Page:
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There seems no more nerve-wracking moment of the wedding than the moment when the guests turn their attention to the reception toast to the blushing bride and groom. If the toast is great, it raises everyone’s spirits to new heights. If it’s awkward, it’s an unfortunate blip in an otherwise fantastic day. That’s a lot of pressure. The good news is speaking from the heart, tenderly, will never lead you astray. After all, you were invited to the big day because, well, the bride (or groom) or both cares for and trusts you. So ease up on the naughty in favor of the nice. Here are a couple of other tips:

Planning is your friend. Few of us can wing something this important, and even if you think you might be able to do it the rush of the moment (and whatever alcohol you may have imbibed prior to) could make for a bumbling delivery. It’s OK to bring notes or a copy of the entire speech – it’s the norm, even. Of course, if you can deliver your speech from memory, that often makes for a more resonant, engaging delivery. However you deliver it, make sure that you’ve thought about what you know and value most about the couple or person that you are celebrating. You’ll have only a few minutes to make a point, so zero in on something specific that you want to note – the way the relationship has made your friend happier, for example, or helped him or her grow in ways that perhaps never would have happened before.

Become a storyteller. Yes, stories can be perilous if they veer into off-color territory. But there’s a simple template to avoid this – the beginning, the middle, and the end. The beginning is when you introduce yourself and how you know the couple. Acknowledge that you feel honored to give this toast. In the middle, paint a picture for the listeners of the major point about the couple that you want to make. Use historic quotes, a light anecdote, more well-wishes. Make sure you play to your audience with material that is appropriate. Now for the end. End on a positive note. Pass along personal advice, cite a famous quote, but whatever you do, wish the bride and groom well. Raise your glass to them. Basta.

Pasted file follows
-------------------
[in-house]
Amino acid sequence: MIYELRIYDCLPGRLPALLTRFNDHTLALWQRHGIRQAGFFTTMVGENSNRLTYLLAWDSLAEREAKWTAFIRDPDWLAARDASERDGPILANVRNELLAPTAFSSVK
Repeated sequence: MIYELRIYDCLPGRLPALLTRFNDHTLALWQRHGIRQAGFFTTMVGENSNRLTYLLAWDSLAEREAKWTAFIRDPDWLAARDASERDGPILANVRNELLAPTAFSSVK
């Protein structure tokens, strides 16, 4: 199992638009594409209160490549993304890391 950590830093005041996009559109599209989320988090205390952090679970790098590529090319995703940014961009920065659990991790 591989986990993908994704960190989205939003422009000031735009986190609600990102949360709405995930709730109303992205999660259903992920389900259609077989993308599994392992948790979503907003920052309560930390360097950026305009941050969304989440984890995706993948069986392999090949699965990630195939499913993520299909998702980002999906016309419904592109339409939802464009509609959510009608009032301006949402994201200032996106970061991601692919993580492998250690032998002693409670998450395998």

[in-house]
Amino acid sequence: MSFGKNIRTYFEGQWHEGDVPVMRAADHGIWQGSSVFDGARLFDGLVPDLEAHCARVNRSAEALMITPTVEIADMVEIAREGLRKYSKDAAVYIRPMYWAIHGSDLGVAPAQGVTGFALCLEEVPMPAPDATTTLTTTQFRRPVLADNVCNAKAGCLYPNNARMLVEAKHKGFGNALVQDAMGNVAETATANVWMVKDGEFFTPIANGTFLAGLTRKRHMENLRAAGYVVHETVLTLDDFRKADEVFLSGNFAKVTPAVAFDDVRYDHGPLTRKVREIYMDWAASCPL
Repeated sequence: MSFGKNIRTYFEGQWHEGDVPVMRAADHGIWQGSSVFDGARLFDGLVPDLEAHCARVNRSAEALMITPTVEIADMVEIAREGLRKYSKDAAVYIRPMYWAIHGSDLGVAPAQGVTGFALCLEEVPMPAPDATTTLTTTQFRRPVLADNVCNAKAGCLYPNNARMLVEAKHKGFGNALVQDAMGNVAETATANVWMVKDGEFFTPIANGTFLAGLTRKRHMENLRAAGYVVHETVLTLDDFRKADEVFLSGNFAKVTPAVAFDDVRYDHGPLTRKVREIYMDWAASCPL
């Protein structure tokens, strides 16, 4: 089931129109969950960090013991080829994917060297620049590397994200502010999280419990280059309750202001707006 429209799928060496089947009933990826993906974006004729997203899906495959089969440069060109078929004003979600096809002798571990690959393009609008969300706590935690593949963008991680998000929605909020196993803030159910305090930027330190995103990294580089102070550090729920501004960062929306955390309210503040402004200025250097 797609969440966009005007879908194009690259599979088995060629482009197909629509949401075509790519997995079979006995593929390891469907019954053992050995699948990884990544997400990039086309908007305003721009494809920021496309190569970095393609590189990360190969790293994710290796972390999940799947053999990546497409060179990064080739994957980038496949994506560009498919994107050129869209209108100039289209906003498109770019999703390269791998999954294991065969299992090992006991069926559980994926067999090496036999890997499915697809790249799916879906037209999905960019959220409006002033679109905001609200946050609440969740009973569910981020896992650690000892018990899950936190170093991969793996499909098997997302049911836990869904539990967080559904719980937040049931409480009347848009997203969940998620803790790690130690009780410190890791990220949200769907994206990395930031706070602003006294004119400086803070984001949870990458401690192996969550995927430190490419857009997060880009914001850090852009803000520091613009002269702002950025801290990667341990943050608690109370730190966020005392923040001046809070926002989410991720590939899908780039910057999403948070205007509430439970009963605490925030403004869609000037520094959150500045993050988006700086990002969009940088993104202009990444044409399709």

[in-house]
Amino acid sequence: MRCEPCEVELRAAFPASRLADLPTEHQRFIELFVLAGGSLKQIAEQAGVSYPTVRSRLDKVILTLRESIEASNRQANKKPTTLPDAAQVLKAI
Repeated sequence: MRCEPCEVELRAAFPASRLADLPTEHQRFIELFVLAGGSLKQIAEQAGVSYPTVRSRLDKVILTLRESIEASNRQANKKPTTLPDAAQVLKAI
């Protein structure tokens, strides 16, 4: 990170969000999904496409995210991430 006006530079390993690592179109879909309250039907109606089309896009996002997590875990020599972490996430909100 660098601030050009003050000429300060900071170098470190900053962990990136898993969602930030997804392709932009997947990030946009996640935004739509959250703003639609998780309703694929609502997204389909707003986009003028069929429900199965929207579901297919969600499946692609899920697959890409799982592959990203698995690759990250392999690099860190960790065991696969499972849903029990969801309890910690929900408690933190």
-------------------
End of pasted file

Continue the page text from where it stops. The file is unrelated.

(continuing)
Keep it short. You can deliver a great speech in as little as a few sentences. Try not to go longer than three minutes, because you’ll start to lose some in the room.

Keep it cool. Delivering a reception toast can be intimidating but remember — this is a loving environment and your job is to show your affection for the couple. That’s it. And that’s an important role, all by its simple self. Look at the person or people you are dedicating the toast to, speak directly to them, and remember to talk slowly. After all, everyone wants to hear what you have to say. You’re the toastmaster.

 

 

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